James insists that a faith that does not result in good works cannot save. In this verse James is describing a professing Christian who says he has faith, but there is nothing about his life that indicates it. This kind of faith cannot save – it is worthless – it is all words.

v. 15-16

This verse contains an illustration of how such a one would act in a given situation. He is visited by one who has neither adequate food nor clothing and is almost destitute.

Although he has both in abundance he is not willing to share them. Professing great generosity he exudes empty platitudes and says to his poor brother, “Go and put on some clothing and eat a good meal.”

Having said this he makes no effort to make this possible. James asks what good does that do? Words and attitudes like this are positively worthless.

v. 17

Then comes the classic statement in James, “Faith without works is dead.” Faith that does not have actions of obedience to back it up is destitute of power … dead.

There is a widespread movement within Protestantism today that advocates that all that is necessary for salvation is a verbal commitment to Jesus Christ.

This is foreign to the Word of God, but fills the church with professors who say they have faith but live selfish, carnal lives.

v. 18

True faith and good works are inseparable. James shows this by giving us part of a discussion between two men.

The first man who is genuinely saved is the speaker. The second, professes to have faith, but does not back it up with good works. In essence the first man says, “that it is impossible for anyone to have genuine faith in Christ and not demonstrate appropriate works. The true believer in Christ should demonstrate his faith by his good works.

v. 19-20

Many who claim to be Christian today give as their reason for this claim a belief in God.

James says that it takes more than a belief in God for salvation. For instance, he says that demons believe in the existence of God and they shudder in terror and horror. Demons believe but they are not saved.

When a person really believes on the Lord, it involves a complete commitment – spirit, soul, and body.

This commitment in turn brings about a changed life. This kind of faith produces good works.

In verses 21 thru 25 we have two examples of the faith that works. Abraham was a Jew and Rahab was a Gentile.

James says that Abraham was justified by works when he offered up Isaac his son. To see the truth in its proper perspective read Gen 15:6. “Abraham believed God and it was counted unto him for righteousness.” At this point in life Abraham was justified by faith. But it is not until we come to Gen 22 where Abraham offered up Isaac, that he was justified by his works. Abraham’s faith was tested and it was proved genuine by his works. For this demonstrating of faith and works Abraham was made righteous and he was called the friend of God.

The second illustration is that of Rahab, v. 25

Rahab was not saved by good character because she was a harlot. But James says that she was justified by works because she received the spies, then sent them out another way.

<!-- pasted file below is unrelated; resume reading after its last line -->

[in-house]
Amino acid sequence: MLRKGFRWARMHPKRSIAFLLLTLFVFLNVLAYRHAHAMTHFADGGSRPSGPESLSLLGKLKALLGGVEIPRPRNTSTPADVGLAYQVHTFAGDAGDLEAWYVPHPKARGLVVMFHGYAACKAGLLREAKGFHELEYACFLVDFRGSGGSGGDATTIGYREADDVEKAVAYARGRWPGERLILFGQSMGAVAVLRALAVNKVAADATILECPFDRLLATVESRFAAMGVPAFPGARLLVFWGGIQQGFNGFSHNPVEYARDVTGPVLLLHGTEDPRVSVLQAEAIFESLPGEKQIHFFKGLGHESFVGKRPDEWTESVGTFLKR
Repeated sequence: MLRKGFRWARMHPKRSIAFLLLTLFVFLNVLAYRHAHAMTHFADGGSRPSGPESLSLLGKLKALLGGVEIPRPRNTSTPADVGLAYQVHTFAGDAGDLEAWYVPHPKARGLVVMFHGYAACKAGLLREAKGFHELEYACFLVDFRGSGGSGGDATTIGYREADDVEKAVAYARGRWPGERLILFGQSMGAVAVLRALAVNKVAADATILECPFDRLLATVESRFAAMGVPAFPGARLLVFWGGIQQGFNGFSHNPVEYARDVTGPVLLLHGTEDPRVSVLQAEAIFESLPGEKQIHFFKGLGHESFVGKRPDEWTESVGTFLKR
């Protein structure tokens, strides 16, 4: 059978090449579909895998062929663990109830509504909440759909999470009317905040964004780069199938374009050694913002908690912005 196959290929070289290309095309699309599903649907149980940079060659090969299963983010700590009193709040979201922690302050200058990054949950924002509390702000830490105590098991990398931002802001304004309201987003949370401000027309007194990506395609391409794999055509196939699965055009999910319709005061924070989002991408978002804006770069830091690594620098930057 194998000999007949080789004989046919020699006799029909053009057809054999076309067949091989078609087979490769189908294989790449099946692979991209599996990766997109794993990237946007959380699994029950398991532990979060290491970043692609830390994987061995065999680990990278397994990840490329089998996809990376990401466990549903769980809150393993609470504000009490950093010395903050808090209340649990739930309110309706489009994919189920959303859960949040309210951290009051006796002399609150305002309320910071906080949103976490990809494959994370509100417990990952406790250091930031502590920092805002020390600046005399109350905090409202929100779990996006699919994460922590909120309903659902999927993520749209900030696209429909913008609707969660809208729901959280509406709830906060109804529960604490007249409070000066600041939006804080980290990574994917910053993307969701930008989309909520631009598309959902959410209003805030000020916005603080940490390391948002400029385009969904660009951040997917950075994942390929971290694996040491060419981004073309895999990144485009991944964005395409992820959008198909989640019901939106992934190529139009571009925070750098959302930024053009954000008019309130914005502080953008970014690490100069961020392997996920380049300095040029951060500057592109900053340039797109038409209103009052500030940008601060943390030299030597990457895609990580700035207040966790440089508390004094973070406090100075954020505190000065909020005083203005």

Rahab was a Canaanite living in the city of Jericho. She heard reports of the advancing Israelite army. She concluded that the God of the Hebrews was the true God and decided to identify herself with this God, whatever the cost might be.

When the spies entered the city she befriended them. In doing so she proved the genuineness of her faith in the true and living God. She was not saved by hiding the spies, but this act proved that she was a genuine believer.

v. 26

The passage ends with the statement, “For as the body apart from the spirit is dead, so faith without works is dead also.”

James sums up his argument briefly. He compares faith to the human body. He likens works to the spirit. The body without the spirit is lifeless, useless, valueless. So faith without works is dead, ineffective, worthless.

In these verses James tests our faith. As true believers are we willing to share our clothing and food with those in want? Am I willing like Abraham to offer the dearest things in life to God? Am I willing, like Rahab, to turn traitor to the world in order to be loyal to Christ?

Chapter 3

In the previous chapter James has unmercifully castigated those who profess faith with their lips, but deny it in their lives. In the first 12 verses of this chapter he summarizes the biblical teaching concerning the use of the tongue. The old fashioned doctor examined a patients tongue to assist in diagnosis. James tests a person’s spiritual health by what use he makes of his tongues.

Many people today would not think of committing the more heinous sins of murder, stealing, adultery or drunkenness. But the same people would not hesitate to assassinate with their tongues the character of their follow-believers.

Many problems would disappear in many assemblies if believers practiced the teachings of James 3:1-12. “Be not many of you teachers, my brothers” ASB; “My brothers, not many of you should become teachers” NEB.

The subject of the tongue is introduced by a warning against hasty desire to become a teacher of the Word of God.

James says that a teacher has a great responsibility toward his audience and will be held accountable by God in a greater degree than non-teachers. The ministry of the Word of God should not be taken lightly.

The teacher must be prepared to obey and practice what he learns in the Word. He can never hope to lead others beyond what he himself has practiced and experienced.

v. 2